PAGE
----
Mr Mathur said: “If a cloud comes over a large solar farm, the grid should be able in an instant to buy power from a stored source — most likely batteries.”
Ministers will on Monday signal their implicit backing for the conclusion by attending the report’s launch.
If companies cease building new coal power plants after 2025, the last one is likely to close somewhere around 2050, leaving one of the world’s biggest electricity users running its electricity grid almost solely with renewables.

Press link for more: Financial Times

img_2364-1

Reliance on fossil fuel particularly coal is unsustainable! #auspol 

Memo to federal politicians: get on with renewable energy plan

Illustration: Jim Pavlidis 

There is a consensus that reliable, affordable and environmentally sustainable electricity is crucial to the wellbeing of our growing population, and to the economy as a key factor of production.

There is widespread agreement that the historic reliance on fossil fuels, particularly coal, is unsustainable, as it is a major cause of dangerous global warming, and thus that there should be a transition to renewable energy sources.
There is, too, agreement that such a transition requires business investment, which in turn depends on confidence government policy will not unduly chop and change, as it has here in the past decade. 

The electricity industry itself has long been calling for a price on carbon emissions as a pivotal part of creating certainty, as well as a market incentive to expedite the shift to renewables, a journey being made cheaper and easier by rapid progress in storage technology.
So, there is an evident and urgent commonality of interests across our society and throughout the world that energy policy be well managed.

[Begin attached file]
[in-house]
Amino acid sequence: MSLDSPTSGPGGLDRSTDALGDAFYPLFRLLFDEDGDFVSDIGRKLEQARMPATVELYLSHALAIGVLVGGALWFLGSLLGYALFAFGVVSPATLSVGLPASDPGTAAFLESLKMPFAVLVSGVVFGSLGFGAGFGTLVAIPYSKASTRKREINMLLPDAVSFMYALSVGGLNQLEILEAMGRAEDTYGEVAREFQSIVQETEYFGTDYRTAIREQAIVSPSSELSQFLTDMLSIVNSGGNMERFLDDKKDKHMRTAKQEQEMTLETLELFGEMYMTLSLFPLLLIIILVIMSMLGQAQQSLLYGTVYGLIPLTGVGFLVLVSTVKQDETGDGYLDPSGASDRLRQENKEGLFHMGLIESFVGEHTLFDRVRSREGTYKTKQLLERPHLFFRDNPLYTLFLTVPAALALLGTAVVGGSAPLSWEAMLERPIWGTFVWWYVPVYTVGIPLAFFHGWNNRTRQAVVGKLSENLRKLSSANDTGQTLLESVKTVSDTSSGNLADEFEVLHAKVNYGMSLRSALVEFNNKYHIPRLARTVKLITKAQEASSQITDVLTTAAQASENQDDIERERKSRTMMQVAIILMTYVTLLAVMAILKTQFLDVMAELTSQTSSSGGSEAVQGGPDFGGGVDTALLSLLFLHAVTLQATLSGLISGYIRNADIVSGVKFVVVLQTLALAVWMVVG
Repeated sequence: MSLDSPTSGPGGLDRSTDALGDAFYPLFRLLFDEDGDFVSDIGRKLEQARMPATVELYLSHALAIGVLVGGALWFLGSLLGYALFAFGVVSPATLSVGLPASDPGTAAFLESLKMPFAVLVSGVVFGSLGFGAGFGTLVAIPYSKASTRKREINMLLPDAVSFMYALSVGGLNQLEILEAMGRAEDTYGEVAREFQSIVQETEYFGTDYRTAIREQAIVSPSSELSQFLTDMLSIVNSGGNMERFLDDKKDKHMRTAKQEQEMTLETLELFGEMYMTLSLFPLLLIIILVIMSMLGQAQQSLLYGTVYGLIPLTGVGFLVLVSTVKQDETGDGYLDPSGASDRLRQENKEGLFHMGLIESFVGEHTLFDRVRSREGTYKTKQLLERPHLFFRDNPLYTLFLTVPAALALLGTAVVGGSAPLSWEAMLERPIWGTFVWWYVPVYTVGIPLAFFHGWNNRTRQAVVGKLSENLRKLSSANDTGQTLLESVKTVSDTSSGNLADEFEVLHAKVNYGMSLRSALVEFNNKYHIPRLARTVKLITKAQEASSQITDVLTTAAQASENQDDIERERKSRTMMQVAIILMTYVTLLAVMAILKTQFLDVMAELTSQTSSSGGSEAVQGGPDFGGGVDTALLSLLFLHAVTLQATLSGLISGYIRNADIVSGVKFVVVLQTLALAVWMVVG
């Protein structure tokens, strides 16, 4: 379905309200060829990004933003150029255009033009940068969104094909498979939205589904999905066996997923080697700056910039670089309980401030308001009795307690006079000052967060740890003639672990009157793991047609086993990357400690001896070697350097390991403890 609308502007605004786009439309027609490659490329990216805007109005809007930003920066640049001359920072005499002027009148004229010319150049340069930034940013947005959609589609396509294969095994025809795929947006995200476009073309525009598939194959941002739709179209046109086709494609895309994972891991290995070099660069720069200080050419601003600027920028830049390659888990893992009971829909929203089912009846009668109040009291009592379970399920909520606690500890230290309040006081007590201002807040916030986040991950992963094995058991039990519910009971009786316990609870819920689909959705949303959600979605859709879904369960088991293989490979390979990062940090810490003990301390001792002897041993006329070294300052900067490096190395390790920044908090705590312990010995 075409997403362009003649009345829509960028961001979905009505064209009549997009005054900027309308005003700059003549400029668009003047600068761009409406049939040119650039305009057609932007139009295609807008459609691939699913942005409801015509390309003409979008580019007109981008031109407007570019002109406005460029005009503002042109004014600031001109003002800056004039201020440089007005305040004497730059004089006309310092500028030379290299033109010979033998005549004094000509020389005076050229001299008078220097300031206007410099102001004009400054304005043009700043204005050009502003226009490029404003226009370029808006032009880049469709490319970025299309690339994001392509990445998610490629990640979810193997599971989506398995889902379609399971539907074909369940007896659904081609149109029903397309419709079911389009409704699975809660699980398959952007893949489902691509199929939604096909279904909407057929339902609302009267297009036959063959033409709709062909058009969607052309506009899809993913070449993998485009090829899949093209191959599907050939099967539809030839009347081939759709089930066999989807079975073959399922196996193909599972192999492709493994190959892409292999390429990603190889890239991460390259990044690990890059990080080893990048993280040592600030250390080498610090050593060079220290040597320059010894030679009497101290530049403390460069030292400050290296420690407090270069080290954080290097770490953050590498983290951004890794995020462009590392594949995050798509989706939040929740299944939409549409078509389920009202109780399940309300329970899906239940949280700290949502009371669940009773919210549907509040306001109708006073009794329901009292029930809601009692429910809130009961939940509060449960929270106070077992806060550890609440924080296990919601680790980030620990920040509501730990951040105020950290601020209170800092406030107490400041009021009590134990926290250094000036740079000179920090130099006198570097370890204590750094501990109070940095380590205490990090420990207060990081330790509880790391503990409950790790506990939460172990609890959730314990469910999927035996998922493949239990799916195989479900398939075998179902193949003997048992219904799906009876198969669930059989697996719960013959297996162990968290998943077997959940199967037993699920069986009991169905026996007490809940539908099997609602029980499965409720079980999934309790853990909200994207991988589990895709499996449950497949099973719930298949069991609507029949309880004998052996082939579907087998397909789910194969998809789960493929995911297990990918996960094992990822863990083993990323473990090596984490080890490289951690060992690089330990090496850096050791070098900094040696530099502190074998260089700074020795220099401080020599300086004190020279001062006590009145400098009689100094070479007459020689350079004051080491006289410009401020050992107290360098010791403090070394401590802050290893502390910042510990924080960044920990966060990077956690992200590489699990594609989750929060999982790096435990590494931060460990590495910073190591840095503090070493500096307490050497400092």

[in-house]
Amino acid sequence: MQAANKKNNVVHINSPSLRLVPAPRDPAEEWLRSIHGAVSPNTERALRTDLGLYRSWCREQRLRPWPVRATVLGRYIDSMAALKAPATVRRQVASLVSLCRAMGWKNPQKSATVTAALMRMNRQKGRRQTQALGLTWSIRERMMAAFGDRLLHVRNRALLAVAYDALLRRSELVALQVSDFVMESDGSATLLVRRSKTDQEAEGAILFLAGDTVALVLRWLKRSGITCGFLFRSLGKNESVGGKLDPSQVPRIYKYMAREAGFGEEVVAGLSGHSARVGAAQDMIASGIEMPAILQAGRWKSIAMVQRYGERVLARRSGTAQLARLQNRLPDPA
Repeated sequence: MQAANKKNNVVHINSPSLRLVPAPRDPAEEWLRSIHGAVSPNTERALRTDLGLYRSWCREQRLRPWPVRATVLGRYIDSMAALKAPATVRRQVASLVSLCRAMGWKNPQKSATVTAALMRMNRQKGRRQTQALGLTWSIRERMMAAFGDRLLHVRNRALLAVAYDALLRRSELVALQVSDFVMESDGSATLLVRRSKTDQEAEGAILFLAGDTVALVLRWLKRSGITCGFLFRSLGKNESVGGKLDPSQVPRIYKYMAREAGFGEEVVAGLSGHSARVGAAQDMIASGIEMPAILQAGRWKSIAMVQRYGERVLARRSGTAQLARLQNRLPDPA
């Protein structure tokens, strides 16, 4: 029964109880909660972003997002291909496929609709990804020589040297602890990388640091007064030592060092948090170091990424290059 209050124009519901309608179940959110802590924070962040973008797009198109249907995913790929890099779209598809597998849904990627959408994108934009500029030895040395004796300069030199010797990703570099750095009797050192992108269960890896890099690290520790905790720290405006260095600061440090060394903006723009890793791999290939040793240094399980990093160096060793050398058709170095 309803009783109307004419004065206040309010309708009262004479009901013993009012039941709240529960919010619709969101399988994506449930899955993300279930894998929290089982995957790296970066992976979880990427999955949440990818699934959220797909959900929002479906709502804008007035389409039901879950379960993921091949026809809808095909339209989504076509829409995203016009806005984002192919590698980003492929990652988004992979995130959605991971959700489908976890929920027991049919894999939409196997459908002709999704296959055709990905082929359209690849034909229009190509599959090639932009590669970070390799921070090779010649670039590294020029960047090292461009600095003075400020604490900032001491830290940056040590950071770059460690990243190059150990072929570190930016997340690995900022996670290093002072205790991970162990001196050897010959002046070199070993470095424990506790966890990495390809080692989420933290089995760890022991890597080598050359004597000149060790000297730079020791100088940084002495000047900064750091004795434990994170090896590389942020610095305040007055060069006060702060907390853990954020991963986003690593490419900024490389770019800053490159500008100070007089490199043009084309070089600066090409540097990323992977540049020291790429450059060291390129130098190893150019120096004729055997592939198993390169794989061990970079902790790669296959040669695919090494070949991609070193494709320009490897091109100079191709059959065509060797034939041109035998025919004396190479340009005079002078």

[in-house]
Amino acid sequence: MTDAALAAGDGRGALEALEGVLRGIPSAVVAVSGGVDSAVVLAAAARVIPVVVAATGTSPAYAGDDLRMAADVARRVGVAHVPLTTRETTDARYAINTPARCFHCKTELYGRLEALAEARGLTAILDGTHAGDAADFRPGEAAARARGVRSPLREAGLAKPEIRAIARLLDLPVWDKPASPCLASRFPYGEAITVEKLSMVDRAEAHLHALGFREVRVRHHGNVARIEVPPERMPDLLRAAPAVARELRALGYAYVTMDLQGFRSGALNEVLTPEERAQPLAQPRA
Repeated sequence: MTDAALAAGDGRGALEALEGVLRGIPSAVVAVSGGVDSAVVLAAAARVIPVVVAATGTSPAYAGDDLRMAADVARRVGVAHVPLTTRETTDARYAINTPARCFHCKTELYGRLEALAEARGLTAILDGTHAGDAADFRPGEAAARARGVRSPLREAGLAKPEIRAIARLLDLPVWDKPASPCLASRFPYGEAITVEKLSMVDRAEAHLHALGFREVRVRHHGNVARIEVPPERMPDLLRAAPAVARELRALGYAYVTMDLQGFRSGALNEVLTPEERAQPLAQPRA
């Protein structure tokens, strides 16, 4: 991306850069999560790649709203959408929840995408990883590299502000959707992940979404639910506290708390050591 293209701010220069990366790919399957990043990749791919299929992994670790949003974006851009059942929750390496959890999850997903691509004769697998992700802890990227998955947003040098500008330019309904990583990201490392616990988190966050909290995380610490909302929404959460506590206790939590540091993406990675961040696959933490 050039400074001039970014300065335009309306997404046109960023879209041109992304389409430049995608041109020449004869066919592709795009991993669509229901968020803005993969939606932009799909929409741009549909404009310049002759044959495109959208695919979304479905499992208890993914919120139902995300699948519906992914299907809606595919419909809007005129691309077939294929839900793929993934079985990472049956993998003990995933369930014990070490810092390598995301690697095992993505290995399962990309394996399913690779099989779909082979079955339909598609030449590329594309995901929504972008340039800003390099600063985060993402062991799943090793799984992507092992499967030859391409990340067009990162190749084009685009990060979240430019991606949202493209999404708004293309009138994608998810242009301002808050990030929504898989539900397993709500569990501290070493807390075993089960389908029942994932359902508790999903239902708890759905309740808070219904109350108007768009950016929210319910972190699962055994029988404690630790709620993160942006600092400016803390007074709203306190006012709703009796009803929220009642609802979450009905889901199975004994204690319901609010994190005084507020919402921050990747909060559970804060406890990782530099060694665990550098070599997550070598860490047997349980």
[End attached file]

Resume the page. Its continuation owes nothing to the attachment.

Providing fresh and compelling evidence of this commonality is a group letter released by organisations representing electricity suppliers and consumers, big and small business, environmental advocates, researchers and the union movement.

On the one hand, it’s encouraging to see such a well co-ordinated and community-wide clarion call to lawmakers to put aside petty politics and broker a bipartisan approach to energy policy. 

On the other, though, it is dispiriting we are in this situation as long as a decade after then prime minister John Howard took a market-focused carbon price to the 2007 election, as did the victor of that encounter, ALP leader Kevin Rudd.
The letter exhorts all politicians to “stop partisan antics and work together to reform Australia’s energy systems and markets”.

 It says politicking has made energy investments “impossibly risky”, which has squeezed supply, shoving prices up and shackling change.

 “The result is enduring dysfunction in the electricity sector.”
Yet the government argues that price hikes and recent supply crises, particularly in South Australia, primarily reflect a failure of renewable energy. 

In recent days it has run the line with vehemence, dubiously seeking to besmirch the federal ALP for events that are clearly well beyond its control.
The government’s misappropriation and distortion of the South Australian situation looks particularly flimsy in light of a revelation by Fairfax Media that it is ignoring advice from its own independent advisors that blackouts are not being caused by that state’s relatively high renewable energy target, but by failures in the network, and damage caused by extreme weather.
Coal-dependent states are having supply woes, too, after all. 

The government has so far failed to make a convincing case for its renewed enthusiasm for coal. 

We believe it will be unable to do so, and should capitalise on the opportunity to help lead a bipartisan plan to advance the transition to renewable energy.
Historically, Prime Minister Malcolm Turnbull has been an unambiguous supporter of using a price on carbon as we transition to renewable energy. 

In 2010, he said Australia “cannot cost-effectively achieve a substantial cut in emissions without putting a price on carbon”.
Opposition Leader Bill Shorten, too, supports pricing carbon.

 Most policy thinkers support it in principle.

 The power industry supports it. Community support is widespread.
It is hard to think of a core issue on which there is more agreement, yet less policy progress.

 And, like the reliance on fossil fuels, it’s unsustainable and fraught.

Press link for more: The Age